Picture credit: Olivia O’Connor

Eloise was at the edge of the sea, deciding to enter or to not enter. I watched her from the beach, a ways off, sitting in the beach chair beside her empty one. The wind was blowing and clouds passed over the sun, as the weather report had warned.

She looked like a figure from an old film, in her black one-piece, hair flowing out behind her under a large round sun hat. She lifted a hand to hold onto it as the wind picked up.

I pulled my notepad from my bag and sketched her as she remained there. I felt like something would interrupt her soon, call her back to the beach, to me or to her phone, where several messages from her boyfriend were awaiting her attention. I wanted, selfishly, for us to remain in the moment, me the main witness of her life, which is how it had been for six years.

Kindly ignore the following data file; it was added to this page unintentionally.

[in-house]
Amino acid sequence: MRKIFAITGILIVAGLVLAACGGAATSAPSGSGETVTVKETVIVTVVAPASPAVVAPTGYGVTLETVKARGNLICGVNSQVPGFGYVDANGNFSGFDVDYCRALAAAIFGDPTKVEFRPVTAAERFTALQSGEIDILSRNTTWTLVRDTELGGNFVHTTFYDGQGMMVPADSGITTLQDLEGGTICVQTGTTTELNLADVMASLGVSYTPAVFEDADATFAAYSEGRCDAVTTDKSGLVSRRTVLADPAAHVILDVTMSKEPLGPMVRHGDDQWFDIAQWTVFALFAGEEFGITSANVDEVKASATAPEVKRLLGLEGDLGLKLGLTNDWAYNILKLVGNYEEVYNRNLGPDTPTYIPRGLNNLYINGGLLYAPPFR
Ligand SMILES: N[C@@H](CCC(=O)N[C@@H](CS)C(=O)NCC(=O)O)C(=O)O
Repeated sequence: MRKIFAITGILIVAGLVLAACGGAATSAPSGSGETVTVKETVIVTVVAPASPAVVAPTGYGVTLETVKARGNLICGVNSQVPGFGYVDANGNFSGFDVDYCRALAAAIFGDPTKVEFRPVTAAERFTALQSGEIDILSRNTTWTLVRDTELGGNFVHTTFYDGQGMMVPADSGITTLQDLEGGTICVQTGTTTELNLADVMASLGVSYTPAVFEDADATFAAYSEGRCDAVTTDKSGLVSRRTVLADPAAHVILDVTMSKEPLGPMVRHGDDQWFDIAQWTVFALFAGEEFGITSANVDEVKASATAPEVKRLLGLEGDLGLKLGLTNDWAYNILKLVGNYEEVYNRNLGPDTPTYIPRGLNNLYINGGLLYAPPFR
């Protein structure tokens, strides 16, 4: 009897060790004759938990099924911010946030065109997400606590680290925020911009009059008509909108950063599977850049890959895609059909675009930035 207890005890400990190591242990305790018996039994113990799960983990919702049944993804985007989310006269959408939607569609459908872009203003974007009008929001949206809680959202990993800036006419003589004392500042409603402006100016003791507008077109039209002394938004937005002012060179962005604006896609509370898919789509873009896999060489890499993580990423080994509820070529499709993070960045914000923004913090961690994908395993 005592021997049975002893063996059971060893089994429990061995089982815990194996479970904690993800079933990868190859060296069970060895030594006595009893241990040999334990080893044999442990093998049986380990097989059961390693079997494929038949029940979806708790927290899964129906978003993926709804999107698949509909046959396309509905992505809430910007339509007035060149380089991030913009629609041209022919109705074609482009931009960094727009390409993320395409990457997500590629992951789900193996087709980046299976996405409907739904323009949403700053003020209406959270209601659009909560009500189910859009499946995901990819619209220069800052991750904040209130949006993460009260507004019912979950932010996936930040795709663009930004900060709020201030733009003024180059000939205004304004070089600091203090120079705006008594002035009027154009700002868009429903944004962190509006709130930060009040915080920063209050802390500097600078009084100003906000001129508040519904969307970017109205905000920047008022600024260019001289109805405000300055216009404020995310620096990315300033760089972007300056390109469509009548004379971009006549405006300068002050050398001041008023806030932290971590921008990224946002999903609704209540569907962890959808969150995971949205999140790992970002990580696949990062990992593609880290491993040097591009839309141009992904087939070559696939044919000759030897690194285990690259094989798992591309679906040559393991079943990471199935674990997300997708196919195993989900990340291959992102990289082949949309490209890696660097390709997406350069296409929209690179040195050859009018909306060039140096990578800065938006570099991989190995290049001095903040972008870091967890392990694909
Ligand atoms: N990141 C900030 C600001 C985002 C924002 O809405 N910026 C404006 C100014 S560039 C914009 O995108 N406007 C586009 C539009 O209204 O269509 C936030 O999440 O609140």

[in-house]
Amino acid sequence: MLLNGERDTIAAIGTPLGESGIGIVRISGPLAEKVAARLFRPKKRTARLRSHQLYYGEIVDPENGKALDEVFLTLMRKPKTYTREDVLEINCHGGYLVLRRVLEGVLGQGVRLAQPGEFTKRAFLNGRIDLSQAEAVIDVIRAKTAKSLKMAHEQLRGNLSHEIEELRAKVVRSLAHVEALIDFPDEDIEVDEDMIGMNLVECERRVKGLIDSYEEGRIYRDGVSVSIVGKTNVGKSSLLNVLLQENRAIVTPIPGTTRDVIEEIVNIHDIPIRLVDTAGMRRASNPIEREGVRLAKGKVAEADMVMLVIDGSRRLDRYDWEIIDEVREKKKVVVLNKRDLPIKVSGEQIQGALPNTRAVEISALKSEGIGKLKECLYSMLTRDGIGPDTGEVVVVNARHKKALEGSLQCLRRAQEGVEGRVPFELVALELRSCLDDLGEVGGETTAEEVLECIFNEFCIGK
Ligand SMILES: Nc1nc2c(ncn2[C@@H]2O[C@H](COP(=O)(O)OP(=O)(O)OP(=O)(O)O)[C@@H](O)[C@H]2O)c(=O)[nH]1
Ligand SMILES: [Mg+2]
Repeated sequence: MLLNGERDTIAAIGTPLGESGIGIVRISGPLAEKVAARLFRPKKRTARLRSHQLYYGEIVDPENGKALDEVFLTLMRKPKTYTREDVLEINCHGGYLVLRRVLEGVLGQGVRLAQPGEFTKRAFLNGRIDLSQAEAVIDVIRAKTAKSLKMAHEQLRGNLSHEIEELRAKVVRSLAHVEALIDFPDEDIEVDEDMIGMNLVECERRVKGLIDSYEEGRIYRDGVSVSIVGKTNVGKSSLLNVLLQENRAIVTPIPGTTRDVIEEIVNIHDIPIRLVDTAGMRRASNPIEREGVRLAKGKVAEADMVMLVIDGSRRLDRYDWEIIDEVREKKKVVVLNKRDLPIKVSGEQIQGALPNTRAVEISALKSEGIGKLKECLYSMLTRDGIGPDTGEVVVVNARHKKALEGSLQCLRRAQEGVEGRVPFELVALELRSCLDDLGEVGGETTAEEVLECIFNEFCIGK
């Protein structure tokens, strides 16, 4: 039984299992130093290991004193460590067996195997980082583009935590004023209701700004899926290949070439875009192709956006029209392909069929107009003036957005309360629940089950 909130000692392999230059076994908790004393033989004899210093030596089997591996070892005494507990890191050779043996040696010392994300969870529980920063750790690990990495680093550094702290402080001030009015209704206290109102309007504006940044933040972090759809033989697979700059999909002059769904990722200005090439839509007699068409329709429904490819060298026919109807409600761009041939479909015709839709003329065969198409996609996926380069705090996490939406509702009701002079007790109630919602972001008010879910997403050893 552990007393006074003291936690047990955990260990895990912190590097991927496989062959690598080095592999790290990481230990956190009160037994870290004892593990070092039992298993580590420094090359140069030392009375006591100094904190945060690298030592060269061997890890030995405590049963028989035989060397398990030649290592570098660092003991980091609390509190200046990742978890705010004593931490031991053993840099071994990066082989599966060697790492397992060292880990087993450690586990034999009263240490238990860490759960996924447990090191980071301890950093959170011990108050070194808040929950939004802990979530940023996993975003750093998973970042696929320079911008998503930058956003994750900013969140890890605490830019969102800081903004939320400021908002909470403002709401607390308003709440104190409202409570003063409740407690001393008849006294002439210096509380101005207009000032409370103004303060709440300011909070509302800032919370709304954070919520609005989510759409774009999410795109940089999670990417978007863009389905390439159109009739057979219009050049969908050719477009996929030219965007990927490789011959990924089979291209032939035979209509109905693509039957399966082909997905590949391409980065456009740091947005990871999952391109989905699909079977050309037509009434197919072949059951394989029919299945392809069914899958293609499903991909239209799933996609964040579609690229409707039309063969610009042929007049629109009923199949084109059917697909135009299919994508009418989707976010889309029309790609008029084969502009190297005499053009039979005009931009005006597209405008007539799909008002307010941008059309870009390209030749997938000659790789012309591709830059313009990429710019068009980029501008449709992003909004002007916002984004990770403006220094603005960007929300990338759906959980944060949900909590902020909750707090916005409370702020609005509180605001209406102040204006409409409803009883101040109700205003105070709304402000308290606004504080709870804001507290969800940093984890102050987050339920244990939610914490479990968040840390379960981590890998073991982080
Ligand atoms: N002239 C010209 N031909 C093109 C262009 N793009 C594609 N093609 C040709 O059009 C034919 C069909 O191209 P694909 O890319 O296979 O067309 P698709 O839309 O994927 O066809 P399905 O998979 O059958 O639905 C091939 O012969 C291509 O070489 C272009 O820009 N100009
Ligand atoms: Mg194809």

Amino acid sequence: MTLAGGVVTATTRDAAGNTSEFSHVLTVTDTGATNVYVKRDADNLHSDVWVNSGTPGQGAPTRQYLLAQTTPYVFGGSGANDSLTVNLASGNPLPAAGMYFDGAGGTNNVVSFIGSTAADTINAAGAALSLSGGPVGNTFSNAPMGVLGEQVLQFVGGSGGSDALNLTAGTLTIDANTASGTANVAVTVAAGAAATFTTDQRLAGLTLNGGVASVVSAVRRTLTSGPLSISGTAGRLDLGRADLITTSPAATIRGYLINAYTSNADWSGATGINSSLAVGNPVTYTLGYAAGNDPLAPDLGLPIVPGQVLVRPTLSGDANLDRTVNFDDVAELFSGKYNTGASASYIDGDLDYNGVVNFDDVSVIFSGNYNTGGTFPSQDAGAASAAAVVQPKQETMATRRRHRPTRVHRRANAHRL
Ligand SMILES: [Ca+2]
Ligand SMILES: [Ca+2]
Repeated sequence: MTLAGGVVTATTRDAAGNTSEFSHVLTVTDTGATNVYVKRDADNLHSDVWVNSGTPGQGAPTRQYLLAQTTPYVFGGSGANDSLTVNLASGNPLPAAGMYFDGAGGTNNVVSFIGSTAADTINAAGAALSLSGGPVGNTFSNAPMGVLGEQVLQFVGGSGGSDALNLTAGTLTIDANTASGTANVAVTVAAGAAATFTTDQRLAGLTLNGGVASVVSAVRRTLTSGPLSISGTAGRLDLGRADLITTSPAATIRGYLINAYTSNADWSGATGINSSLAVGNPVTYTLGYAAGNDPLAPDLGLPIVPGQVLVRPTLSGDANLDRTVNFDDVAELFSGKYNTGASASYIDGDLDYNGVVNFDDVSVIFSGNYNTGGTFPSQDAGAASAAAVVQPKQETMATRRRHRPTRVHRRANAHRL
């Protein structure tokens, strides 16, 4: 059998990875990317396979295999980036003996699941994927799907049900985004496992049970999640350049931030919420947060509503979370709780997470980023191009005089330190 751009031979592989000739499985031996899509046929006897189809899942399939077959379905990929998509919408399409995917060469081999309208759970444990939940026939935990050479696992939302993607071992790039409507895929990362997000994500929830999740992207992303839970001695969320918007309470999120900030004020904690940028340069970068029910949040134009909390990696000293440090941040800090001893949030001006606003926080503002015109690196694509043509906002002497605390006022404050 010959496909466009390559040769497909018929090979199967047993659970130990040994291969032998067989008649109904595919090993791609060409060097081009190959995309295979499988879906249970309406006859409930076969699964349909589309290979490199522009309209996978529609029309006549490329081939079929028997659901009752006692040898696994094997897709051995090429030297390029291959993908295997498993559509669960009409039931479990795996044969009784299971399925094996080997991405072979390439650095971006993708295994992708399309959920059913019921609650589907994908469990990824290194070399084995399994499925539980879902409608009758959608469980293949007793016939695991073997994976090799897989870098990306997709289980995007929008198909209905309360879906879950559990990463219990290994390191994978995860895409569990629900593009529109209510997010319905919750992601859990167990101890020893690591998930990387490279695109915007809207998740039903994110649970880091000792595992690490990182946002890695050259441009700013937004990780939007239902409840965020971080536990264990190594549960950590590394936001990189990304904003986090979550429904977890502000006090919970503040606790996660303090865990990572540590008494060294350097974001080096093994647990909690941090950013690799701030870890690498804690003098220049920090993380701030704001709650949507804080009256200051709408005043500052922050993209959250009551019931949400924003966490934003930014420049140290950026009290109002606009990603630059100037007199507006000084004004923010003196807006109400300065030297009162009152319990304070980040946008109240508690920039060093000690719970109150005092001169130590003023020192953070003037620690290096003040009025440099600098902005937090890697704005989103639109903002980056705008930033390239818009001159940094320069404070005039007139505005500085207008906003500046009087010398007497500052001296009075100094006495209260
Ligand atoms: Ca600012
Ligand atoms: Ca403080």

In the car ride back to the rental hub in lower Manhattan, a block away from our shared apartment, Eloise looked out the window and asked me what I thought about marriage.

“I don’t know,” I said.

“Your parents are still married.”

“So are yours.”

“Unhappily, I think,” she said. “Once my brother gets out of college, I think they will get divorced.”

“How do you know?”

“They don’t speak to each other anymore.”


Eloise shrugged. “Time, I think,” she said. “They don’t have much in common anymore.”

I nodded. “I can’t figure out what is the point of marriage, when we’re all atheists now, and women are independent and self-sufficient.”